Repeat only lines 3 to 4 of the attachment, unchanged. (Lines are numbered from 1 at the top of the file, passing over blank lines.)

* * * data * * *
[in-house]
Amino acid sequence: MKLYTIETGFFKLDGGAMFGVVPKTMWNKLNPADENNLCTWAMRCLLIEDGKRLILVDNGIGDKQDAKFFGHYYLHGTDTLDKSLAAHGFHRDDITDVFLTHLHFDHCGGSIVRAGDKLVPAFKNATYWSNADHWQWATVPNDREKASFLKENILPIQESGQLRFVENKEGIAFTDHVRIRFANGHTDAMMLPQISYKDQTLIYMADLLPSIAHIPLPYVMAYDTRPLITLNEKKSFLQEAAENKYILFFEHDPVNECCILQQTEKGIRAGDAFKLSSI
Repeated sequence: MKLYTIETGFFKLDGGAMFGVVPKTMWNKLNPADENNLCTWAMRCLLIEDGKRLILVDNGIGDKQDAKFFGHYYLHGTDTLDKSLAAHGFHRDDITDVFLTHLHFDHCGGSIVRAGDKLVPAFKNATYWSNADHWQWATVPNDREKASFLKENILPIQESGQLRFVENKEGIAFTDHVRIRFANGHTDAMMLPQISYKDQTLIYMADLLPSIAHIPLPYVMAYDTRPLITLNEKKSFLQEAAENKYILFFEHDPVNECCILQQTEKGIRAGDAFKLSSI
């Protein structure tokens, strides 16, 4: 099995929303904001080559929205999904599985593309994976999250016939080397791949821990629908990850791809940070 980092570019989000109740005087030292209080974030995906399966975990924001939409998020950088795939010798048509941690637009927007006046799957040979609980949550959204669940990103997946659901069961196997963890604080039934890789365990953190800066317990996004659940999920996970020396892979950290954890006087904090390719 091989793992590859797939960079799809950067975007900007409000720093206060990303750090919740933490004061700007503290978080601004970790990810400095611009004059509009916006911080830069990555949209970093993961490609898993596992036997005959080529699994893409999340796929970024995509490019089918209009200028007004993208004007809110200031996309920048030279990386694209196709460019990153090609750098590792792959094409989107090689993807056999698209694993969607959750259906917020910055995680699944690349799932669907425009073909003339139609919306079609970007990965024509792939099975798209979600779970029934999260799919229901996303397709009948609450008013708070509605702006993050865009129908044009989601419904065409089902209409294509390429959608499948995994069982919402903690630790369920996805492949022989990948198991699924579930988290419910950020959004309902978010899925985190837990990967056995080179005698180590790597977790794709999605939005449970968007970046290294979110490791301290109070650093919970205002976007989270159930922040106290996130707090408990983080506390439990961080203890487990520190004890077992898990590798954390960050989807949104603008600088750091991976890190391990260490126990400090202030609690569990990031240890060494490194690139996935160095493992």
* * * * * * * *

Repeated sequence: MKLYTIETGFFKLDGGAMFGVVPKTMWNKLNPADENNLCTWAMRCLLIEDGKRLILVDNGIGDKQDAKFFGHYYLHGTDTLDKSLAAHGFHRDDITDVFLTHLHFDHCGGSIVRAGDKLVPAFKNATYWSNADHWQWATVPNDREKASFLKENILPIQESGQLRFVENKEGIAFTDHVRIRFANGHTDAMMLPQISYKDQTLIYMADLLPSIAHIPLPYVMAYDTRPLITLNEKKSFLQEAAENKYILFFEHDPVNECCILQQTEKGIRAGDAFKLSSI
């Protein structure tokens, strides 16, 4: 099995929303904001080559929205999904599985593309994976999250016939080397791949821990629908990850791809940070 980092570019989000109740005087030292209080974030995906399966975990924001939409998020950088795939010798048509941690637009927007006046799957040979609980949550959204669940990103997946659901069961196997963890604080039934890789365990953190800066317990996004659940999920996970020396892979950290954890006087904090390719 091989793992590859797939960079799809950067975007900007409000720093206060990303750090919740933490004061700007503290978080601004970790990810400095611009004059509009916006911080830069990555949209970093993961490609898993596992036997005959080529699994893409999340796929970024995509490019089918209009200028007004993208004007809110200031996309920048030279990386694209196709460019990153090609750098590792792959094409989107090689993807056999698209694993969607959750259906917020910055995680699944690349799932669907425009073909003339139609919306079609970007990965024509792939099975798209979600779970029934999260799919229901996303397709009948609450008013708070509605702006993050865009129908044009989601419904065409089902209409294509390429959608499948995994069982919402903690630790369920996805492949022989990948198991699924579930988290419910950020959004309902978010899925985190837990990967056995080179005698180590790597977790794709999605939005449970968007970046290294979110490791301290109070650093919970205002976007989270159930922040106290996130707090408990983080506390439990961080203890487990520190004890077992898990590798954390960050989807949104603008600088750091991976890190391990260490126990400090202030609690569990990031240890060494490194690139996935160095493992």